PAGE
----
Are you a person who finds yourself in the middle of "losing weight" more often than enjoying it gone? Do you drop between 10 to 50 pounds from your frame only to find those pounds sneaking back like hobos hopping an early morning freight train? You are obviously not alone in this problem. And the good news is, it may not be a reflection of a lack of discipline that your fat loss resembling the motions during a working yo-yo. overt motivation is often a perplexing phenomenon.
Obviously it varies among individuals and others with varying degrees at different times in the same individual. Most of us have felt the peculiarity of being motivated to take action in the specific context of our lives while suffering an avoidance action in areas that need our attention. Much of the reason for this is connected with our contextualized value. but motivation is even subtler nuances. Its main catalyst falling way the needs of people avoiding pain and gaining pleasure.
This makes each of us either a predominantly "push" or "pull" people in regard to what motivates us to improve the condition of our lives. The theory, in fact, are moving away from what is perceived as a sensation is what gets us started toward positive change and moving toward what is perceived to be pleasant is what sustains our momentum. with a unique ratio of balance within each of us (all different contexts), it becomes plain to see how motivation surges and wanes. every one of us is at least partially and advance more motivated by the prospect of pain than pleasure.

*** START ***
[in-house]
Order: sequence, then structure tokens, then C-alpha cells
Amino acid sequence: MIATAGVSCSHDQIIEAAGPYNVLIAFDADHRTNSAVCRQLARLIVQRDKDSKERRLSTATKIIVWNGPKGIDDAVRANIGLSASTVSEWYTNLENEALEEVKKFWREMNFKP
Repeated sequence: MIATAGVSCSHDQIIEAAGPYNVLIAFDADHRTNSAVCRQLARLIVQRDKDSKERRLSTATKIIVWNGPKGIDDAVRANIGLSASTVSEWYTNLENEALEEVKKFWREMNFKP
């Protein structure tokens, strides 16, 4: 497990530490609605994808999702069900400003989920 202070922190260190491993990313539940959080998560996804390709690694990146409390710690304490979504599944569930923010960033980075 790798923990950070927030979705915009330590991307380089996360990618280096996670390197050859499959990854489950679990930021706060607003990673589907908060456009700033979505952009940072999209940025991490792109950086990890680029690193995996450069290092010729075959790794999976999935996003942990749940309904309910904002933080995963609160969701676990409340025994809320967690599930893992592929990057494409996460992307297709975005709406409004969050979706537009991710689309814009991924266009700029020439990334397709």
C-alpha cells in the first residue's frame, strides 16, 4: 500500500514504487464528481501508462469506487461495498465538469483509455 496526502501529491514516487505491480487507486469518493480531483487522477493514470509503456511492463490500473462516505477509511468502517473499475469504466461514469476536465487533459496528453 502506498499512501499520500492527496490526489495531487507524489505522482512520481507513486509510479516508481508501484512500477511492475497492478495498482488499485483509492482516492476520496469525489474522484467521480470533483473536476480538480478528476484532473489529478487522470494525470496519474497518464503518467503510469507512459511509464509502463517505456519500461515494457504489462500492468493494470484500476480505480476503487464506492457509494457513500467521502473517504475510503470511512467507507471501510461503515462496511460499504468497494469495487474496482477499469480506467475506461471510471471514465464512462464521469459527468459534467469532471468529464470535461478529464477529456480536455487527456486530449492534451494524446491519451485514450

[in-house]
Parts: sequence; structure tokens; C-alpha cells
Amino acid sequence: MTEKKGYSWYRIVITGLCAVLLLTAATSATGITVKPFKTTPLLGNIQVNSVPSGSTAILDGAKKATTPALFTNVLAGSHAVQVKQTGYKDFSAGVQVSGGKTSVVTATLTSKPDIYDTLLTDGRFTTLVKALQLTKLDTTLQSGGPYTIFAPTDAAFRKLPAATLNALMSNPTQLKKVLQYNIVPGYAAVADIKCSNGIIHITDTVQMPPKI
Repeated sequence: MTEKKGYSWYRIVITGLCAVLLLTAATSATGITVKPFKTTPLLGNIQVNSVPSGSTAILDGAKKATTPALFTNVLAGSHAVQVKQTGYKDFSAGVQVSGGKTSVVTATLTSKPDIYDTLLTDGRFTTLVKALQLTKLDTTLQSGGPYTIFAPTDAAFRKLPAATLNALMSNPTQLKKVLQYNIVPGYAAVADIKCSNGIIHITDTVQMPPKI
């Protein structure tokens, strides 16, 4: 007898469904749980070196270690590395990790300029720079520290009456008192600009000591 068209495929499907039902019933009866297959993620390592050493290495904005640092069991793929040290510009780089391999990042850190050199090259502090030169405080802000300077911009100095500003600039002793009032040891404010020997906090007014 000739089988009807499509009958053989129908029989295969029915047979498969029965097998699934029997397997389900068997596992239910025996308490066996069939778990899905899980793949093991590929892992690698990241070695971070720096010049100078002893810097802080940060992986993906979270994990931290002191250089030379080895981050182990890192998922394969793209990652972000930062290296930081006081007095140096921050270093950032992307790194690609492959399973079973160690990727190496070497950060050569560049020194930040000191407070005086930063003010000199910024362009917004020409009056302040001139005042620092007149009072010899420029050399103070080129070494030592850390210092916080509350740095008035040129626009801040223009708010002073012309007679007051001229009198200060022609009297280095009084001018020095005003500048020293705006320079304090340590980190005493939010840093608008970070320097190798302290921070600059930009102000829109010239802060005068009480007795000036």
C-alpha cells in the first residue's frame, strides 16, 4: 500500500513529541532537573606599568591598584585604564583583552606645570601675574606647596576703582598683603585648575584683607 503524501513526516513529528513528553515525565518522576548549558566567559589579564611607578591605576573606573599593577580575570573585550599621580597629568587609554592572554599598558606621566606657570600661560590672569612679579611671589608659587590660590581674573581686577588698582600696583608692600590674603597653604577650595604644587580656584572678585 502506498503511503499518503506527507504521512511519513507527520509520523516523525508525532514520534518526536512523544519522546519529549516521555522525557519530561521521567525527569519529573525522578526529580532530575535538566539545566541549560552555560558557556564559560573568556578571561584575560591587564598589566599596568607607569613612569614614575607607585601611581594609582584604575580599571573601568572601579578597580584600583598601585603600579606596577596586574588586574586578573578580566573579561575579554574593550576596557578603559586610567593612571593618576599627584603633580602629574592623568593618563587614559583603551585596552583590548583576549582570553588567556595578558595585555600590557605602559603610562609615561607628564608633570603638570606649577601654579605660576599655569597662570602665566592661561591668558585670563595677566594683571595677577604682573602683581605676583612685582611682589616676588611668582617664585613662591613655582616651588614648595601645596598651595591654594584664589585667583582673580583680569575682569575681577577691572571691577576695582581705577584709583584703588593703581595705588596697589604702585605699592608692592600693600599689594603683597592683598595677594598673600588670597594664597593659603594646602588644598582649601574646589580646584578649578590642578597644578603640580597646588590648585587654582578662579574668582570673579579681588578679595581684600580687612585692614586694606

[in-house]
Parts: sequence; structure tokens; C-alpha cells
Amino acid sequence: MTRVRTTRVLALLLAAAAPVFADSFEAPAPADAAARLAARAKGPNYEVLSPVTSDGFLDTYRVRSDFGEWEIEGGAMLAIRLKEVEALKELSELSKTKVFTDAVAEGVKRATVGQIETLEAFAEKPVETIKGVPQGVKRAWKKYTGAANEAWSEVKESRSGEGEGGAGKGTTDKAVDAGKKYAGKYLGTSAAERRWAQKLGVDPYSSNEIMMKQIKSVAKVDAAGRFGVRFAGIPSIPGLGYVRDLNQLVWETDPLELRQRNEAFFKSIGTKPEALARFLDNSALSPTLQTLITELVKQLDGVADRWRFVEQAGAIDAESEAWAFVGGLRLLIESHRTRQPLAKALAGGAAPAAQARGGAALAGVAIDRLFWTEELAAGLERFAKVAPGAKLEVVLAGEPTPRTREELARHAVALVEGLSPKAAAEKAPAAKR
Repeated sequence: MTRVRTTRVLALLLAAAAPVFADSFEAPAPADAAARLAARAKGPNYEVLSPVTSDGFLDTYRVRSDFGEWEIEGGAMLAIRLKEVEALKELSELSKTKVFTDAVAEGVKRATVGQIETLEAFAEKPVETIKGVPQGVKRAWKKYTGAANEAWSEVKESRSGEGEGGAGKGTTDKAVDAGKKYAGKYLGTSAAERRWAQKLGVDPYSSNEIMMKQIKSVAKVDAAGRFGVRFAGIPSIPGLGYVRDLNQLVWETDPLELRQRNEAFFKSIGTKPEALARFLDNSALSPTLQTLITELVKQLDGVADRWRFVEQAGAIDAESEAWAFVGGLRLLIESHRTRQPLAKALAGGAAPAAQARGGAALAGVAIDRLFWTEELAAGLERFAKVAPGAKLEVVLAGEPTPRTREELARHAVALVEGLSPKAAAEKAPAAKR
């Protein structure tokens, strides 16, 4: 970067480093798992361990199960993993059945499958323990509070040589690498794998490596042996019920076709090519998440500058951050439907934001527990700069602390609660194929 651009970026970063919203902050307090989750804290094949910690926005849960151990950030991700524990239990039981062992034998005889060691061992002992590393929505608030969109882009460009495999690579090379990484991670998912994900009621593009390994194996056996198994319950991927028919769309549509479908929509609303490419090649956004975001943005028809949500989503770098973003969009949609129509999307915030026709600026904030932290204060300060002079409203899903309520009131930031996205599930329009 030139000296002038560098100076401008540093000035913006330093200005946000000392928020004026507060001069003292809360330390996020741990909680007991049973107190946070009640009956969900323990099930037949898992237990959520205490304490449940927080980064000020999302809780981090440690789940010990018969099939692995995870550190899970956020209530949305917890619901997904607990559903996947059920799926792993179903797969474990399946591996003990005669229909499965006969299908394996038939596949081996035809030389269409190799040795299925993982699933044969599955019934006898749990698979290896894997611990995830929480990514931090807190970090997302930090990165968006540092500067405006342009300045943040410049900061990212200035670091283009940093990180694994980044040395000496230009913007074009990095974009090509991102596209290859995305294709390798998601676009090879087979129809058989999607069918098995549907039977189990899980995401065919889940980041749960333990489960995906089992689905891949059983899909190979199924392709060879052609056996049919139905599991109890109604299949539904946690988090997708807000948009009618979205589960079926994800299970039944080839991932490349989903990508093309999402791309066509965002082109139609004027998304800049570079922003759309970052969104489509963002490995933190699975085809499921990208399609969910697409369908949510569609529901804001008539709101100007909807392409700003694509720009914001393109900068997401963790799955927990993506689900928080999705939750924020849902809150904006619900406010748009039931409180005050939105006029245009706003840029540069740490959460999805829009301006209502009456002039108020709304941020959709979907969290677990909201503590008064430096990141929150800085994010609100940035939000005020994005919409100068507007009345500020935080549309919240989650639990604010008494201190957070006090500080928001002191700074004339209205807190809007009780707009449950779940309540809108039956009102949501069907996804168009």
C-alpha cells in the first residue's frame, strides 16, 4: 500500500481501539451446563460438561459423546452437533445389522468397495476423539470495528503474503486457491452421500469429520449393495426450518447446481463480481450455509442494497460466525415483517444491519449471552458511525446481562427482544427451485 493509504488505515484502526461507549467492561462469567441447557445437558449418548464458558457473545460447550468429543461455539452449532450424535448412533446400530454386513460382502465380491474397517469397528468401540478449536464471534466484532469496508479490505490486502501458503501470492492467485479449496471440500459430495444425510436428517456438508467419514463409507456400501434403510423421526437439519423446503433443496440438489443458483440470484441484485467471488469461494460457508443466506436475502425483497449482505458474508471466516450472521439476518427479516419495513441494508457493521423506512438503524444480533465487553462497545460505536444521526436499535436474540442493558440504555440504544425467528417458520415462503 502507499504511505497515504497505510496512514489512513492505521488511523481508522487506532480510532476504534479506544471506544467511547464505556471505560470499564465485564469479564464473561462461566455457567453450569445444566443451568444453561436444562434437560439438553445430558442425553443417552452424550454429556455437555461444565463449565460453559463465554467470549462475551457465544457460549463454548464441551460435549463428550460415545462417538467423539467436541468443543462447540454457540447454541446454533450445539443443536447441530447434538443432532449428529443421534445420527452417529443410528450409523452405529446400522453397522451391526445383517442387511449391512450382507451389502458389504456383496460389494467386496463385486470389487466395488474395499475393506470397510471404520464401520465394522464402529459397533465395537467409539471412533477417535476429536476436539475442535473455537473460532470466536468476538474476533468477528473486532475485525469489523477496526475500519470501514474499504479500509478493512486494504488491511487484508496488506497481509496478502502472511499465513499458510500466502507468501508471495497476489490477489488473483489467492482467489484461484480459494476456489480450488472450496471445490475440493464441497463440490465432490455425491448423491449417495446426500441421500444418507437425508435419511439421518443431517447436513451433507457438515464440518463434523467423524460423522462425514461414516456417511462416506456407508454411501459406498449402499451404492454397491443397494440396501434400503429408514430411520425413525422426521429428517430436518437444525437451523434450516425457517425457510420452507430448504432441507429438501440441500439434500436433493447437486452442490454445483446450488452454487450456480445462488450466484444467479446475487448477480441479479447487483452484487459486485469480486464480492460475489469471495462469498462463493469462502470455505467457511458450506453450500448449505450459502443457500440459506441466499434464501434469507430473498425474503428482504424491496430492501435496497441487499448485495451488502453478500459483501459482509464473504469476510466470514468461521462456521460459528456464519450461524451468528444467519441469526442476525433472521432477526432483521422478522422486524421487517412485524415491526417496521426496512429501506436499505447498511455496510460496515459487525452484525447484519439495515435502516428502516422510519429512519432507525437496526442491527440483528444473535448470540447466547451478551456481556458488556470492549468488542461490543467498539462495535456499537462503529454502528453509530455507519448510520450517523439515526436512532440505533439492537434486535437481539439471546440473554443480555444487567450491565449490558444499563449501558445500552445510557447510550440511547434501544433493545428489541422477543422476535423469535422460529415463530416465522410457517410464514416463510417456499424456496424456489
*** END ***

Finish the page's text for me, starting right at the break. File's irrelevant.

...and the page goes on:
This is why headlines are dominated by negative stories. It is said that when a newspaper carried a front-page headline saying "it was a beautiful, sunny day tomorrow", the headlines are ignored by passersby and the paper did not sell. we can readily predict what will happen if the same newspaper prints a front-page headline saying "with violent and terrible storm coming", it is leaving the newsstand. but what happens when our motivation becomes almost solely driven by the need to move away from the perceived pain? Moreover, what happens when the "driver" of motivation becomes wedged into our consciousness as part of our self-image?
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